Even more, the notion that the state is willed, produced by choices and intentions and thus liable to cessation" should give rise to disenchantment (disillusionment) and dispassion, which are key to knowledge and vision of freedom.
I know that Thanissaro is not consistent in his notion about the consciousness of an arahant after death. And that ven. Maha Bua pressed even further in his teachings about the citta (specially when writing about ven. Mun).
I however like to keep in mind that they both, with their limitations, attempt(ed) to describe the experience of cessation and the experience of an arahant. Where these limitations might be our our side, the listener, as well.
This brings me to the last item I like to address:
Is there really a meaningful difference between saying “all things are not self” and “there is no self”? It’s tenuous at best.
To me there is a huge difference.
Saṅkhārā carry both dukkhā and aniccā, but the experience described above contains neither. It’s not something the mind fabricated (made up).
However, with it being dhammā it still requires an effort to achieve/maintain. And it’s this effort which creates an affliction (I want my mind to be like that all the time).
It’s by taking the experience as it was, by recollection and anticipation, and making an effort to achieve just that, that dhammā is turned in saṅkhārā, something it’s not.
The notion “there is no self” is a similar saṅkhārā when not approached from precisely the right angle.
It’s interesting how the Buddha challenged various people into pointing him out by the aggregates, and they had to come to the conclusion they can’t. Resulting in notions such as … when the Buddha dies, the aggregates come to an end. Or … there is stress, it’s origin, it’s cessation, and the path to this cessation of stress.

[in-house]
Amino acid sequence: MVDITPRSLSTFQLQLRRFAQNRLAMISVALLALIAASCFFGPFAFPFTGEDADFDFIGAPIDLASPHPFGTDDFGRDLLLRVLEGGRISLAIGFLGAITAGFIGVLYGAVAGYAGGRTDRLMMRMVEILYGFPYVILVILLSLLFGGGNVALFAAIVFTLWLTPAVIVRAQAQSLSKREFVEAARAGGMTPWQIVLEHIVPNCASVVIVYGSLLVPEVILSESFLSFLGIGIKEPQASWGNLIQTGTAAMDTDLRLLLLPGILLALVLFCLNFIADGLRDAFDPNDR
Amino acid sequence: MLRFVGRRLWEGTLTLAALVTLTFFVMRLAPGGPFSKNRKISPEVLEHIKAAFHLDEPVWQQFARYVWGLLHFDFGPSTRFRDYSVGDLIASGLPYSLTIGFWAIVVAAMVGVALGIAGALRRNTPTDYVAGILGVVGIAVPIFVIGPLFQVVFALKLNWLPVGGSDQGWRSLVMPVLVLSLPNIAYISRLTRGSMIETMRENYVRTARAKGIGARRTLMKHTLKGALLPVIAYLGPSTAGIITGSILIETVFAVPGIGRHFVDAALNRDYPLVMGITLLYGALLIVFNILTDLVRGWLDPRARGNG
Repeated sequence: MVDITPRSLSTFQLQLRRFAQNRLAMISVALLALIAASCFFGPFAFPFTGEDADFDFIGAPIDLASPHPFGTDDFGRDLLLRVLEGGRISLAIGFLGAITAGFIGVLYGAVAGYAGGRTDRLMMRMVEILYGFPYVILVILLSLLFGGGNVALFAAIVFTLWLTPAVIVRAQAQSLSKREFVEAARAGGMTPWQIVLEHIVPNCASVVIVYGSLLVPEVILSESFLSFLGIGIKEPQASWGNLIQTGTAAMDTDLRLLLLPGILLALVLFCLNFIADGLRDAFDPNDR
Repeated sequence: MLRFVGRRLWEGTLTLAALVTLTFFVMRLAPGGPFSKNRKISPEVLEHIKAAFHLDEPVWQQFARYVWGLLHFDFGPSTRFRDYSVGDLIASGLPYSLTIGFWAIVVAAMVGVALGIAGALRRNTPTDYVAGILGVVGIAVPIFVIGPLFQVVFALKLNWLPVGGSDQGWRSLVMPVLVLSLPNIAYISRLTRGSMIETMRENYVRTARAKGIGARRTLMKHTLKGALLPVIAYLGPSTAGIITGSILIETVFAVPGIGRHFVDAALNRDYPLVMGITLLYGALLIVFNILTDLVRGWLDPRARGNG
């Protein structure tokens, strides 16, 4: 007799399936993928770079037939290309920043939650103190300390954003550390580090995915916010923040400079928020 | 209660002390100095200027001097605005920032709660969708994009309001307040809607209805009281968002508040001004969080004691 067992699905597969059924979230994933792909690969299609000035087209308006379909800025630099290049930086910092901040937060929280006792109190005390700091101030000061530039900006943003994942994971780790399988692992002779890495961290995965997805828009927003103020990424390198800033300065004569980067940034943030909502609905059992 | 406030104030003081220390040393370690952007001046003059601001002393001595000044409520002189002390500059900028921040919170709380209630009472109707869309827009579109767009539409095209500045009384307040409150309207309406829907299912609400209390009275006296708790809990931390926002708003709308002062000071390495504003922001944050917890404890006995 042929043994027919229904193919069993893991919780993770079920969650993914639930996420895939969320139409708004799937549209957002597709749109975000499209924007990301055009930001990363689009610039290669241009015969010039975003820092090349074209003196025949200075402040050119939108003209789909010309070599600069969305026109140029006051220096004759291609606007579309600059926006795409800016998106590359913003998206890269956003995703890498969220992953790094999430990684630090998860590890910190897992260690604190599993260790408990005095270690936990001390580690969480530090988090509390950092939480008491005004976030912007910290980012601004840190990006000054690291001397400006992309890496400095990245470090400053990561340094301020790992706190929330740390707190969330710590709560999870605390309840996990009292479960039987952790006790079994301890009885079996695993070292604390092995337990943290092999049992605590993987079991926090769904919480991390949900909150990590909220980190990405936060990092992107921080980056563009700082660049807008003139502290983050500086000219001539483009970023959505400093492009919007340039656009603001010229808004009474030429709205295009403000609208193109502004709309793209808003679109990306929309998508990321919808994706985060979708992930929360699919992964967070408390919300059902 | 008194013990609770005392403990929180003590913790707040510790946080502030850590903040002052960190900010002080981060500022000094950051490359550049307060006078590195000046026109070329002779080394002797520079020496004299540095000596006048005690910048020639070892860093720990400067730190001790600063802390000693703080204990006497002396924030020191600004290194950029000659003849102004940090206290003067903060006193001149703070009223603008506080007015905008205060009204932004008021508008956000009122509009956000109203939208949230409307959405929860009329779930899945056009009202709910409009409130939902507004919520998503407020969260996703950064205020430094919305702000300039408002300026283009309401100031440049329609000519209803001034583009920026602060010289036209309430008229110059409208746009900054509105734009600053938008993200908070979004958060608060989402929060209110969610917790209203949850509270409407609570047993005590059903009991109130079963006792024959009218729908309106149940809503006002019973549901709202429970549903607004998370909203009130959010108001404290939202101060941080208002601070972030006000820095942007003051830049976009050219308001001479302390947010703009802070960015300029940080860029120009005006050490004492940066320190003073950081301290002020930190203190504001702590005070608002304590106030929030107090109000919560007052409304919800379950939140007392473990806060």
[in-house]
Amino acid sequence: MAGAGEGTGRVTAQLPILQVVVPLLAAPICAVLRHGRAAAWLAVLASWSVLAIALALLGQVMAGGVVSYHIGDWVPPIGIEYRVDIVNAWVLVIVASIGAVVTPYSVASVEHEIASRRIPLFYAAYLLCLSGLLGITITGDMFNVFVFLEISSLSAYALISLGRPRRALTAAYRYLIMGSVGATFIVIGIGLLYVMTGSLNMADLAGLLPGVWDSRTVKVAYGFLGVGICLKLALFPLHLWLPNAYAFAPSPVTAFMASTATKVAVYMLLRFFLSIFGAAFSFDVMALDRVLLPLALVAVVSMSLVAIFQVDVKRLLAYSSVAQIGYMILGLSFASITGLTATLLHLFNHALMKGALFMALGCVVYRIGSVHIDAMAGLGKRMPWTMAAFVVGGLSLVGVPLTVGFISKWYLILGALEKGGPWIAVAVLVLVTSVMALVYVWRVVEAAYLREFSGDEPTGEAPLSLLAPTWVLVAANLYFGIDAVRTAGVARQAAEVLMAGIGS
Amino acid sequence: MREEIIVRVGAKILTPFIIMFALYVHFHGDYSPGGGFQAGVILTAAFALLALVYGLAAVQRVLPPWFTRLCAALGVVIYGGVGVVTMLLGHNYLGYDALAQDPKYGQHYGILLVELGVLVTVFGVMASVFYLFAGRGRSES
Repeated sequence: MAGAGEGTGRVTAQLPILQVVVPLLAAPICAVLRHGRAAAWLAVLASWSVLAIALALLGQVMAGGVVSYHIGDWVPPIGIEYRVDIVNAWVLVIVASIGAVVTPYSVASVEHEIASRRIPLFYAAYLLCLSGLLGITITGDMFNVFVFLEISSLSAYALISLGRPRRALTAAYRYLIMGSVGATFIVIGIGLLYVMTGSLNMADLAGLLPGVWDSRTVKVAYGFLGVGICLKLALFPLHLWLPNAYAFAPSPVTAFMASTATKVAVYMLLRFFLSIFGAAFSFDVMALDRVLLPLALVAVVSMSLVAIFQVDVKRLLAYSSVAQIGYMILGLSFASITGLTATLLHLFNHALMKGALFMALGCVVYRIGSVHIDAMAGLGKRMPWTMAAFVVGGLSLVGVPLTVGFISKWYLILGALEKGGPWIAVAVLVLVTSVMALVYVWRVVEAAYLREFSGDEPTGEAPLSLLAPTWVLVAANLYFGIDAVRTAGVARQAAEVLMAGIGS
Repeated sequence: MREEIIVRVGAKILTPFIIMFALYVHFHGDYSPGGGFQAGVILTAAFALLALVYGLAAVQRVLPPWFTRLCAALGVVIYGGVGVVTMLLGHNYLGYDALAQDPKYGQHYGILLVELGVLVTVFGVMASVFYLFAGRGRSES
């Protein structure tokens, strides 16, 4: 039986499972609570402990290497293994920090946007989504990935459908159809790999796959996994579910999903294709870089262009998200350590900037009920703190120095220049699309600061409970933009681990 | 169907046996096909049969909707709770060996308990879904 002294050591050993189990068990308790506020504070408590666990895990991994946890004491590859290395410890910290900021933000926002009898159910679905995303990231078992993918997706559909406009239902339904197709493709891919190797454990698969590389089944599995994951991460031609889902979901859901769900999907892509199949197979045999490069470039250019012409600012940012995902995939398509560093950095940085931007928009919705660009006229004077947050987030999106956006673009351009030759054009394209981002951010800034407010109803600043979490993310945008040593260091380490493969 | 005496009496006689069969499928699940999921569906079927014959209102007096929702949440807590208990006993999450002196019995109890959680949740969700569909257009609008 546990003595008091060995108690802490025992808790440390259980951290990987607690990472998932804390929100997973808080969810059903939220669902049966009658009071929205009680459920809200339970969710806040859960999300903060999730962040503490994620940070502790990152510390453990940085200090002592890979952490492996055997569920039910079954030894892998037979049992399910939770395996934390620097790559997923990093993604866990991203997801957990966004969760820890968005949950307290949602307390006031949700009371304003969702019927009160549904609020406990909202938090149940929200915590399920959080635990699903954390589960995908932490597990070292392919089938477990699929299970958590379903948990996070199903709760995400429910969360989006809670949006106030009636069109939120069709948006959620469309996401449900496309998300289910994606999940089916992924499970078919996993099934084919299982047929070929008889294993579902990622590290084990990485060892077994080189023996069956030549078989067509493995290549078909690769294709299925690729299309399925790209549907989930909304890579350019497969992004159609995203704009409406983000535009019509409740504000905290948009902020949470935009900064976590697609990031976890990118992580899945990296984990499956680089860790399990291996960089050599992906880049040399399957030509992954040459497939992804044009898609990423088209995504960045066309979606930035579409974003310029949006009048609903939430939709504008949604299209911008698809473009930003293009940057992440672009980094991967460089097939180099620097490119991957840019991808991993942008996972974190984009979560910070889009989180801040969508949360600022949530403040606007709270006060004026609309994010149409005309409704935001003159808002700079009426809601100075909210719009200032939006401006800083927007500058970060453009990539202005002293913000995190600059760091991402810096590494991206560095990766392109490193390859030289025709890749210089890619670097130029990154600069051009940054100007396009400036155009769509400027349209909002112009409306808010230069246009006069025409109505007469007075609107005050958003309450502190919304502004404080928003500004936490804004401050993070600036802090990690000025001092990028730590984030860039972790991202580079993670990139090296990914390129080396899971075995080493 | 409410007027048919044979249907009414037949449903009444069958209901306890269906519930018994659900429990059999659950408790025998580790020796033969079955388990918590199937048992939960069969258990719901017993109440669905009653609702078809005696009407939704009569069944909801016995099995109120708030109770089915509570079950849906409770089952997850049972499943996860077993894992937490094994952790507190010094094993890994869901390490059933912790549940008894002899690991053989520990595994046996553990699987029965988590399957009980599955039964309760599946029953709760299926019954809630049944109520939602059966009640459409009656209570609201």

There is no answer to the self/no self question, just as there is no answer to the question “when a flame goes out, in which direction did it go?”. The question itself was wrong, and on self/no-self the various degrees of answers show that the Buddha assessed knowledge based on the question and responded to that by silence (you lack fundamental understanding), reframing the question (this is more appropriate to ponder) and answering from various perspectives (this understanding leads to that, such understanding to such answer).
From a practical perspective: when I slam my finger with a hammer, there is pain. When I add mental notions of “I am hurting” to it, I add additional layers of stress on top.
The same goes for the notion “I am”, since that can lead to pondering such as “what will happen when I am not…?” which can turn rather stressful. Yet the same notion “I am not” can lead to similar stress.
I get the impression that the Buddha was very wary about “ultimate truths”, to the point that even his main teaching contains four components: stress, it’s origin, it’s cessation and the path leading to cessation of stress. When you see the end, how can you say there is stress? If you see the beginning, how can you say there is no stress?
Thank you for your elaboration on Thanissaro’s book.
And I hope my response adds some clarity instead of confusion.